Tuesday, April 20, 2021

Difficult Midterm Election Shapes Biden’s 100-Day Strategy

Joe Biden understands he has little time to accomplish the legislative agenda he believes his election provided him. He has wisely focused on the public’s highest priorities of pandemic management and COVID-19 financial relief. Infrastructure, his next big item, is a lower public priority, but has powerful constituencies. It will be a longer project, but doable in the first year.

Biden’s main hazard to passing legislation is the well-established history of a new president’s first midterm election being a disaster. The average since Ronald Reagan’s first midterm election is a House of Representatives loss of more than 40 seats. And, of course, Democrats only have a four-seat majority in the House and are tied in the Senate.

Democrats hope Biden’s performance will help make a difference in the November 2022 outcome. The data in the National Dashboard today:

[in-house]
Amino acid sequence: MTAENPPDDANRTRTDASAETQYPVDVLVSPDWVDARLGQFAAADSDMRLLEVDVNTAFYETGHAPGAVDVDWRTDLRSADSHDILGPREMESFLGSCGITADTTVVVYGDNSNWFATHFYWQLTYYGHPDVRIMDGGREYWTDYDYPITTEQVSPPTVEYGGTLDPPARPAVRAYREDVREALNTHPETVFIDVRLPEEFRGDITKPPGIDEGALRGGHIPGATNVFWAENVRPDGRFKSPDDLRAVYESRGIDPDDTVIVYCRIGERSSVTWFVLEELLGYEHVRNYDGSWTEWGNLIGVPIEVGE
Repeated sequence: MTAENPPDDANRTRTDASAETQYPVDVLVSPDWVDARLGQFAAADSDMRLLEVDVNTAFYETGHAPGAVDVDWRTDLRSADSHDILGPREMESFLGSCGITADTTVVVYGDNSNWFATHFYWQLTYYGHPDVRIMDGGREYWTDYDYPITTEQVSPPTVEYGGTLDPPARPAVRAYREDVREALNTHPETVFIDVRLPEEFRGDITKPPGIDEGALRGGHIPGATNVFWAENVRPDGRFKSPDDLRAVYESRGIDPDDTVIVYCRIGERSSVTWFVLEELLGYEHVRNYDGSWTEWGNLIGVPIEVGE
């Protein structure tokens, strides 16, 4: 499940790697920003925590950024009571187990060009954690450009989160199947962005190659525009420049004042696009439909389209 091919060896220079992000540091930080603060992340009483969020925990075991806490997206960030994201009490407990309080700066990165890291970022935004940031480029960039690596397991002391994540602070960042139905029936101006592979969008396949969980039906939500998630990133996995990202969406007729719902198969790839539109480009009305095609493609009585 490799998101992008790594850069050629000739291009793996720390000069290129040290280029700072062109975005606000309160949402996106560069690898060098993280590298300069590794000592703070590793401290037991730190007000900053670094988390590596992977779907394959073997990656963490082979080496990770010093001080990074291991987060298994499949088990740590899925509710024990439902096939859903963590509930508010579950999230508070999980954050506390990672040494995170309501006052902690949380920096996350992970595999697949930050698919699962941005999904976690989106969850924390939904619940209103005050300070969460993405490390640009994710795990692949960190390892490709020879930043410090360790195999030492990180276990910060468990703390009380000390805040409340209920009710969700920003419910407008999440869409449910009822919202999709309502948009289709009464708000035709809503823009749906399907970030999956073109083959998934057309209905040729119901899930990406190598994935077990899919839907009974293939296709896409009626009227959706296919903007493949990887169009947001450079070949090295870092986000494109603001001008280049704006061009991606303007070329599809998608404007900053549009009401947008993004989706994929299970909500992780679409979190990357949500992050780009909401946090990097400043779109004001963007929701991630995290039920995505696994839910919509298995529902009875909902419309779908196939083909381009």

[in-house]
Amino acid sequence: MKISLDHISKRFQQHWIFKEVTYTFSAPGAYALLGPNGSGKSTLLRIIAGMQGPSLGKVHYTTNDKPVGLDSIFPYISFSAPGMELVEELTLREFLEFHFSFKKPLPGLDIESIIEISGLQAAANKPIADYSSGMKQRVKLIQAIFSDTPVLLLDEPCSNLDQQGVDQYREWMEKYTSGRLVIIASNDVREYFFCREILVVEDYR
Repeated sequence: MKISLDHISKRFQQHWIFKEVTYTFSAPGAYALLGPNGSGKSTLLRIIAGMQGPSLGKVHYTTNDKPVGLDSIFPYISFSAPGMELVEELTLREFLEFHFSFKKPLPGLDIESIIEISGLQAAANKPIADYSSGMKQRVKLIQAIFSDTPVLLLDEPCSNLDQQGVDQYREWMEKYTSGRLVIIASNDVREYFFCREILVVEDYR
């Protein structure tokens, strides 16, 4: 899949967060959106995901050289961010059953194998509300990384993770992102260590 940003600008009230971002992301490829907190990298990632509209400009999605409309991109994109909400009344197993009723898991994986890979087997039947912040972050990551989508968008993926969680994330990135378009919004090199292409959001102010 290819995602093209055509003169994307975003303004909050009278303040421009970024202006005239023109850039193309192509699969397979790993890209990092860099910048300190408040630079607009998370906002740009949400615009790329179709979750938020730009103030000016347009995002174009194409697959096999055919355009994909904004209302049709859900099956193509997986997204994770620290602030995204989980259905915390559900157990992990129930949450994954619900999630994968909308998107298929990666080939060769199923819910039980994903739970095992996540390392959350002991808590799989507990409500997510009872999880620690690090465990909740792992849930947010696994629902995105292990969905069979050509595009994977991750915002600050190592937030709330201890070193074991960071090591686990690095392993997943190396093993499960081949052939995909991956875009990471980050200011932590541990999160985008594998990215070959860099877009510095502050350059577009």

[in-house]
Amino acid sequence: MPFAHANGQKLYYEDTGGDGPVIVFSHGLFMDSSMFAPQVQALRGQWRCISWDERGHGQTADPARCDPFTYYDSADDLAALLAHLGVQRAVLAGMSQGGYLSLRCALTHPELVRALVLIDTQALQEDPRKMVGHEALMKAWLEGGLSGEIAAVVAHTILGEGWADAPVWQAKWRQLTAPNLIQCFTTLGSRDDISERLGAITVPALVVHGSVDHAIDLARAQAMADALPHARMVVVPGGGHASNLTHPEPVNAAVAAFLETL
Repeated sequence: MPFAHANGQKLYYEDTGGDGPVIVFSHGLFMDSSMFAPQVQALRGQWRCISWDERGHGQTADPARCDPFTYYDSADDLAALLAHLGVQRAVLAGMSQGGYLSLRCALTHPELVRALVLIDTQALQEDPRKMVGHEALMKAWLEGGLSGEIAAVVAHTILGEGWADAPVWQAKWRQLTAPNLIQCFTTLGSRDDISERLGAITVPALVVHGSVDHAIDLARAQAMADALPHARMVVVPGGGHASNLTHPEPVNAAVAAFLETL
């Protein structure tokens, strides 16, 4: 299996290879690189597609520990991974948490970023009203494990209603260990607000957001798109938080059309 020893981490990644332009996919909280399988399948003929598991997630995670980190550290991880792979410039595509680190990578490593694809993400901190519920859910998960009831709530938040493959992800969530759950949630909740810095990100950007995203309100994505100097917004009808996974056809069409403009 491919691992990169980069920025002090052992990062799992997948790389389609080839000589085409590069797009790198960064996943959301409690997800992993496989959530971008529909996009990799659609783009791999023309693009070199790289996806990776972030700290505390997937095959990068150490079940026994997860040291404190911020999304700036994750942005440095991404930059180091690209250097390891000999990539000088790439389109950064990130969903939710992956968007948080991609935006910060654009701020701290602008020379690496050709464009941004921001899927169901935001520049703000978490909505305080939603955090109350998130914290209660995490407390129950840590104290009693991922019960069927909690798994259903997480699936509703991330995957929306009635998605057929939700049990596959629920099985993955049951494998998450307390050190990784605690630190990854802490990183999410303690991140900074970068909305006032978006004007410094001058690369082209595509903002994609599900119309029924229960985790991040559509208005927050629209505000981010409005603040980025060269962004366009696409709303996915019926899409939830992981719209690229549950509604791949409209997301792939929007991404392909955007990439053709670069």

• Presidential approval is a net 12 points positive, with Biden now at 53 percent approval in RealClearPolitics ratings (similar rating at 538 – 53% to 41%). Biden has slid down a couple of points from his opening at 55 percent as Republican partisans have turned more negative.
  • The public’s view of the direction of the country has improved and is now at 44 percent, up from 39 percent last year, with still 49 percent believing its going in the wrong direction. Also, the Dow is up 11 percent in 2021 for a very positive first quarter.
  • The Democrats have 218 seats, the Republicans 212 and 5 are vacant. Hence, if 4 House seats shift, Kevin McCarthy becomes the Speaker. Both parties have extreme factions that are hard to govern, but Republicans have the advantage today.

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